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Question about an odd looking eyedropper.


shalitha33
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From the first look this looks like any ordinary broken pen. Although there are few things I'm not sure of. 

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Nib is missing on this pens as well as what looks to be a large chunk of the section.  Broken off bit is symmetrical. 

 

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Strange part is that the surviving front end of the feed doesn't have an opening as with a normal pen.

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Next puzzling bit is the feed. It has two cut-ins at the opposite end to each other but its not aligned with the overfeed. I cant see how it could supply ink to the over-feed.

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there is a small channel in the overfeed itself but that goes to nowhere. There are tool marks on the broken bit . I'm not sure if this is an attempt to clean out the broken bit.

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Feed is miss-aligned in this case. I haven't attempted to correct it. Even then I cant see how I can fit a nib to the surviving geometry of the pen. With the flat covered part of the section taking about 1/3 of the barrel and the overfeed taking up about another 1/3 , only a small gap is left for the nib to fit in to. Even a totally flat nib could be fitted i cant see how ink can get to it through the channel at the corner of the nib.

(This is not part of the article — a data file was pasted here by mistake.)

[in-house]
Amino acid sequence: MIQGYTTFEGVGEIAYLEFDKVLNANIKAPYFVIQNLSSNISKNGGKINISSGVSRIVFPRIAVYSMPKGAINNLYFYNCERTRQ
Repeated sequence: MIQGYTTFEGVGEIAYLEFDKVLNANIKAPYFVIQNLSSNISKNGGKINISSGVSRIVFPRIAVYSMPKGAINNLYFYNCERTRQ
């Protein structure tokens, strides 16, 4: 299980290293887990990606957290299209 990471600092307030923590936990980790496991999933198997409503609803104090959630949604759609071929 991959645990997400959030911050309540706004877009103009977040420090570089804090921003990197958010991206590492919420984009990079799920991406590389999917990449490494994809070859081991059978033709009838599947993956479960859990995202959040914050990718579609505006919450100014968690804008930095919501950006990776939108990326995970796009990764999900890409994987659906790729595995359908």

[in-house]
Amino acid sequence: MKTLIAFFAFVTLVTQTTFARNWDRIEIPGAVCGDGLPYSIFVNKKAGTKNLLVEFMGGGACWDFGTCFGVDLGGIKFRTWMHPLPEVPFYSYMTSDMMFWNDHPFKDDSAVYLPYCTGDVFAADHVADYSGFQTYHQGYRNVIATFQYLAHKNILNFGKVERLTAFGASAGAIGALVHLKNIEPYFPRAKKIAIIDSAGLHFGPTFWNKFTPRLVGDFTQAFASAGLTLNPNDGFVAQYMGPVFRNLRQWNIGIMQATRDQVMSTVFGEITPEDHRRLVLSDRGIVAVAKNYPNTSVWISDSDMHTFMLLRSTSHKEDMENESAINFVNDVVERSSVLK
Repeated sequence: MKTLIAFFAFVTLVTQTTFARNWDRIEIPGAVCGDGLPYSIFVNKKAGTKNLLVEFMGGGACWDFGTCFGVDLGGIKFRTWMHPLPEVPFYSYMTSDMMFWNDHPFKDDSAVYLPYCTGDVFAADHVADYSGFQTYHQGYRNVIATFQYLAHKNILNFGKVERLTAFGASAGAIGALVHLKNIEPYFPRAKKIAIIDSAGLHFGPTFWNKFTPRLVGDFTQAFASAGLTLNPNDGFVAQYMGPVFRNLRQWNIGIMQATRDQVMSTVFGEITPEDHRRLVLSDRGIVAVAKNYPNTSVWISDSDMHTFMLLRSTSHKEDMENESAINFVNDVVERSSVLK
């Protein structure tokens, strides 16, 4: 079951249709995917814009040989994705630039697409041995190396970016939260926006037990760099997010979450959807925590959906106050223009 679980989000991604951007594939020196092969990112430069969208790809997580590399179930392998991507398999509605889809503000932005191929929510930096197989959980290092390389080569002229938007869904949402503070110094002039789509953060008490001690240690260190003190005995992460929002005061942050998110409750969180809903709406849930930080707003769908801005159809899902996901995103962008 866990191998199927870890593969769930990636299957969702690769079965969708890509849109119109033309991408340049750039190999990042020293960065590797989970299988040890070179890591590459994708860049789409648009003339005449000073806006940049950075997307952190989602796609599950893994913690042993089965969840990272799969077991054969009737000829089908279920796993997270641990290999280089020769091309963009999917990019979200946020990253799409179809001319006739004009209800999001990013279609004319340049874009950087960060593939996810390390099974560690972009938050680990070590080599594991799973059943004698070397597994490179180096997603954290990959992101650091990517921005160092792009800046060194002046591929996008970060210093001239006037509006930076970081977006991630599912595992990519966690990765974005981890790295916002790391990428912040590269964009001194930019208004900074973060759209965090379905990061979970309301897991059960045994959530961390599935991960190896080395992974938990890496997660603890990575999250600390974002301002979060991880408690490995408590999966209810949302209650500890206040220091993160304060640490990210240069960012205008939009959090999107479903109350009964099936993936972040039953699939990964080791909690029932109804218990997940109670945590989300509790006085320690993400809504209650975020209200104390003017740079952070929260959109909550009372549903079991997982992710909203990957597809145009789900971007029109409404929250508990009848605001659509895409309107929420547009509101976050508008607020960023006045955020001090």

Has any one seen an intact pen with this design?  

I would be very grateful if any one can share some info on these type of pens / feeds.

 

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  • ralfstc

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  • GlenV

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  • I-am-not-really-here

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Unfortunately I don't think its a Paul e Wirt pen :( . I have few of them and this ones construction is much more inferior to that of a Wirt pen.
 

A number of manufacturers used 3 rings in their early hard rubber pens including Paul e Wirt, Aiken Lambert, John Holland, Wiedlich/ Wright, Lapham (don't have an example), H.B Barnes, Barnett, and even Parker.

 

There were a number of third even fourth tier makers with no name pens long forgotten. What puzzles me is that I cant see how one could fit a nib to this (based on what's left), and how this surviving feed could work. based on brown rubber dust inside the barrel and threads , this may never have ben inked. 
 

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large.IMG_20220327_114831.jpg.12a82887a4a4eb4a9d55b2cd1bae0f40.jpg

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Well I don't know. It does look broken at the section and who can say how it worked.  I love your stunning collection of old pens though and of course the age of experimentation, pre 1890, with early pens were often unsuccessful.  Even beautiful pens with great workmanship  (the Caw pen for example) often didn't work!  Prototypes of these early efforts probably would look very odd.